In February, we reported on the Ninth Circuit’s decision in Nelson v. Matrixx Initiatives, Inc.that granted defendant’s motion for summary judgment based on plaintiff’s failure to prove specific causation through expert witness testimony in a toxic tort case. See article. Last week, the Seventh Circuit reinforced that holding, clarifying that an expert witness wasnecessary to establish specific causation in a negligence action brought against amusement park owners alleging plaintiff developed chronic asthma and reactive airways dysfunction syndrome (RADS) from inhaling chlorine gas at the park. Higgins v. Koch Dev. Corp., No. 14-2207, 2015 WL 4394895 (7th Cir. July 20, 2015).
In Higgins, the plaintiff visited an amusement park where a filter pump malfunctioned and released a cloud of chlorine gas into the air. Plaintiff inhaled lingering chemical fumes and visited a hospital the same day for treatment. A year later, Plaintiff consulted his primary care physician who referred him to a pulmonologist. Nearly a year after that initial doctor’s visit, the plaintiff filed this negligence action against the amusement park owners alleging he developed chronic asthma as a result of exposure to the chlorine gas.
To prove his negligence claim, Higgins sought to designate the doctor who examined him for purposes of the litigation as his causation expert. The district court disqualified the doctor’s testimony for failure to establish a reliable methodology. In opposition to defendant’s subsequent motion for summary judgment, and lacking a causation expert, Higgins sought to persuade the district court that expert testimony regarding causation was unnecessary to prove his cause of action for negligence. The district court disagreed finding a proper causation expert essential to prove his negligence claim.
On appeal, Higgins argued that no expert testimony was required to prove specific causation, citing to a prior Seventh Circuit decision that held “[e]xpert testimony is unnecessary in cases where a layperson can understand what caused the injury.” Meyers v. III. Cent. R.R. Co., 629 F.3d 639, 643 (7th Cir. 2010) (holding that “when a plaintiff suffers from a broken leg or a gash when hit by a vehicle, he doesn’t need to produce expert testimony”). The Seventh Circuit disagreed with plaintiff’s analogizing his injury to a case where a layperson could understand what caused the injury without the aid of expert testimony. Higgins, 2015 WL 4394895 at *3 (“[A] typical layperson does not possess the requisite knowledge to draw a causative line, without the assistance of a medical expert, between a brief encounter with chlorine gas and the onset of . . . asthma.”).
The Seventh Circuit clarified that questions of “medical causation of a particular injury” are “questions of science” and therefore necessarily depend on expert testimony. Id. at *4. Furthermore, the Higgins Court suggests in dicta several other factors weighing in favor of requiring expert testimony.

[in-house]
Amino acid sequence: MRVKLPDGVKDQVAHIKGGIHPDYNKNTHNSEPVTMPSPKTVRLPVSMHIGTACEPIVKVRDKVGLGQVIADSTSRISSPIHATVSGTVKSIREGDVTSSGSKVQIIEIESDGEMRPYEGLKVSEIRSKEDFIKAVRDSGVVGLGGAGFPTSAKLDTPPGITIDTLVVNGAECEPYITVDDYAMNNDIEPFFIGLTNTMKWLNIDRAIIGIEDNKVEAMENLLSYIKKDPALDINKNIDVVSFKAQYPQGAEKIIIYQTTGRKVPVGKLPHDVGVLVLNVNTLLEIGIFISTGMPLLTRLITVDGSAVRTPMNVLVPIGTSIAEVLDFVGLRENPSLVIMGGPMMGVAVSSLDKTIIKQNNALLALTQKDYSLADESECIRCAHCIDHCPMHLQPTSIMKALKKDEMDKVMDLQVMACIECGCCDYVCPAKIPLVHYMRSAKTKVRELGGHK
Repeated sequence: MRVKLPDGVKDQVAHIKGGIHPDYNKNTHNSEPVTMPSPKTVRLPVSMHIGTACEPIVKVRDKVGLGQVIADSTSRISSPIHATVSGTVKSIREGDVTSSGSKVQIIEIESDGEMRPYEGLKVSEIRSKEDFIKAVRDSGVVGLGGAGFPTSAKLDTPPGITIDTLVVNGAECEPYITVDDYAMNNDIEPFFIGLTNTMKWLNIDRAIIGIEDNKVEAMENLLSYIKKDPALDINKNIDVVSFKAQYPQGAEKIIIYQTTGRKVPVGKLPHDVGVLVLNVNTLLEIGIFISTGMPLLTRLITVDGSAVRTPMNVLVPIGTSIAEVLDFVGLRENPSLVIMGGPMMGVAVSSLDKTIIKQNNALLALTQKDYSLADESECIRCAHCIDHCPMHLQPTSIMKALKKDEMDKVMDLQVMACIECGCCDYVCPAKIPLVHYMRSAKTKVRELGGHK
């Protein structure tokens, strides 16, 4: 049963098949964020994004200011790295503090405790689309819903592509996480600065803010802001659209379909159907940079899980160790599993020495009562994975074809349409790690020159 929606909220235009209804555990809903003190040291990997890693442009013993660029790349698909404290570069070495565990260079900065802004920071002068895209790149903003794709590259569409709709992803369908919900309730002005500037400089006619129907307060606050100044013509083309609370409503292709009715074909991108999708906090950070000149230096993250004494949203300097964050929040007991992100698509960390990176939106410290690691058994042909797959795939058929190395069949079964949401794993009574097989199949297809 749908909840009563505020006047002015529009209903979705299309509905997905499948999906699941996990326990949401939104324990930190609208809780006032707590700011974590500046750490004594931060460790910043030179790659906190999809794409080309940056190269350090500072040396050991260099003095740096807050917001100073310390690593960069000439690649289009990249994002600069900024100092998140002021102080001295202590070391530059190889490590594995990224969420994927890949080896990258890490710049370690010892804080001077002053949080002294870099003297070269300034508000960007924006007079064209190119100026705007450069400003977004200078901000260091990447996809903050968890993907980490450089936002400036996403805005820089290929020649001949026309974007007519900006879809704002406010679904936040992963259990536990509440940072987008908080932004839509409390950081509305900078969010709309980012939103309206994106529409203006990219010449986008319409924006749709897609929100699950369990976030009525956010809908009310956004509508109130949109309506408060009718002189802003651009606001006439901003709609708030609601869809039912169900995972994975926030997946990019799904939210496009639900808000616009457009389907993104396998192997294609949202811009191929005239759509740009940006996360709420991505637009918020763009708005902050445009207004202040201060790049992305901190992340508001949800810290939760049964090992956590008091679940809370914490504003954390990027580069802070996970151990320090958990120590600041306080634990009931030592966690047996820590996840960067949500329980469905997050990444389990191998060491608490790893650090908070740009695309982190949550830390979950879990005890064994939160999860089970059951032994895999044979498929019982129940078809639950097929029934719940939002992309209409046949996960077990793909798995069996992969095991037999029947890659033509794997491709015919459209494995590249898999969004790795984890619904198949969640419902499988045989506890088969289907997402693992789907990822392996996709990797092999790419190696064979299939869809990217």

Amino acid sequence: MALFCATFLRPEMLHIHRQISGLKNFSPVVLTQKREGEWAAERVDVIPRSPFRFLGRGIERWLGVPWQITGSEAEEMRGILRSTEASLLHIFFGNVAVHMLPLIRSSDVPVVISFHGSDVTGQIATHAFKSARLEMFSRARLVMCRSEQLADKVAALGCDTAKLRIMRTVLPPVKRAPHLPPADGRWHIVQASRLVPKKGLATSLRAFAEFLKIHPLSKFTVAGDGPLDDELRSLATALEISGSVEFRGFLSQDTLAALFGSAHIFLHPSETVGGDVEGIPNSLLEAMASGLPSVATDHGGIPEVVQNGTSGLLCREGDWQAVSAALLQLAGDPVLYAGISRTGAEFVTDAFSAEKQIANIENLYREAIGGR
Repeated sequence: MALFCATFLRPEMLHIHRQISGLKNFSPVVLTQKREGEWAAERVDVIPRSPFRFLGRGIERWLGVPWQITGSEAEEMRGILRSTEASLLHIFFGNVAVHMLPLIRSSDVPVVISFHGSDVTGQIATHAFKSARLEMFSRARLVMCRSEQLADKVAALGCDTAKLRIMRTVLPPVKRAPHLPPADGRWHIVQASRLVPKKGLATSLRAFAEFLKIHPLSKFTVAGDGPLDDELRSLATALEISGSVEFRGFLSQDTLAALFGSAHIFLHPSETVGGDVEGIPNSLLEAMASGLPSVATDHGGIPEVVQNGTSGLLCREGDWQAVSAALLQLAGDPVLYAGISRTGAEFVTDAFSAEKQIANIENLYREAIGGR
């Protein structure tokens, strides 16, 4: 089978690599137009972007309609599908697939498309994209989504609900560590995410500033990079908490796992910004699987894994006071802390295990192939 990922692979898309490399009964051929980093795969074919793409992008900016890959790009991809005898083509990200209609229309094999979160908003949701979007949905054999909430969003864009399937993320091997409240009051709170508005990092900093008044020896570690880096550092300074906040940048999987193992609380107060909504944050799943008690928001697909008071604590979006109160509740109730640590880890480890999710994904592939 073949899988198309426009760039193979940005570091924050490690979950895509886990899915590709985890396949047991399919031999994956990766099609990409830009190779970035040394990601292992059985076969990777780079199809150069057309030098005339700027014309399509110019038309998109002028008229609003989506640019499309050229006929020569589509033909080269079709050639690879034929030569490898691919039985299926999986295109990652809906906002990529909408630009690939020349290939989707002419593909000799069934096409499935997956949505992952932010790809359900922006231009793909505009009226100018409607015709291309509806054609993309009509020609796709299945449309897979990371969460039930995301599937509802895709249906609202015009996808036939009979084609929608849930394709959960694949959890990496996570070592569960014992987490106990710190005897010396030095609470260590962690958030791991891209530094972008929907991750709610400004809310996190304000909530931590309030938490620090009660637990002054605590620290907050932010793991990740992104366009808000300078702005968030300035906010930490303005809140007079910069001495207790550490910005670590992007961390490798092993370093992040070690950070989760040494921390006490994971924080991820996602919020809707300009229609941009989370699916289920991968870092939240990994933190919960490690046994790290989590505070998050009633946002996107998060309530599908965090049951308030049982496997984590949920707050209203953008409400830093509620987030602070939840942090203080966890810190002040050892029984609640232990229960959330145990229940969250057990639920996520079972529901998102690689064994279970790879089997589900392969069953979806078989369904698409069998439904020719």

First, the necessity of expert testimony to prove specific causation may depend on the time period between the occurrence of the alleged cause and the resulting harm. In Higgins, the Seventh Circuit pointed out that it is improper for a plaintiff to ask a jury to make the causative connection between inhalation of gas and a chronic condition “after some unspecified interval of time following the release of the gas.” Id. By contrast, in the Court’s view, the causative connection is far more apparent where a plaintiff’s symptoms present immediately.
Second, courts appear more likely to require expert testimony—as in Higgins—where the plaintiff alleging negligence seeks damages for permanent, chronic conditions as opposed to symptoms. The reason for this distinction is that a jury is less equipped, absent the aid of expert testimony, to determine the origin of a chronic condition than an immediate harm suffered that presents as typical symptoms (e.g. swollen eyes or dizziness resulting from prolonged exposure to paint fumes). The Seventh Circuit warned that allowing a jury to decide a case involving an allegation that brief exposure to a chemical caused a “permanent and debilitating lung dysfunction” without an expert would necessarily rely on “the logical fallacy post hoc ergo propter hoc (the fallacy of saying that because effect A happened at some point after alleged cause B, the alleged cause was the actual cause).”
Last, and related to the two forgoing, expert testimony regarding specific causation is particularly relevant where evidence exists of reasonable—and even probable—alternative causes of the alleged harm. For example, in Higgins, the plaintiff’s treating physician testified that Higgins was obese and that obesity affects lung volume. In its opinion, the Court intimates that Plaintiff’s obesity—and not his inhalation of chlorine gas—may have caused, or at least contributed to, his developing chronic asthma. Id. at *3. The Court emphasized that “[g]iven so much uncertainty, there is no question that a layperson is incapable of scientifically determining specific causation here without the assistance of an expert.” Id.
Overall, Higgins provides good precedent for defendants hoping to prevail on summary judgment where plaintiffs lack reliable expert testimony on specific causation.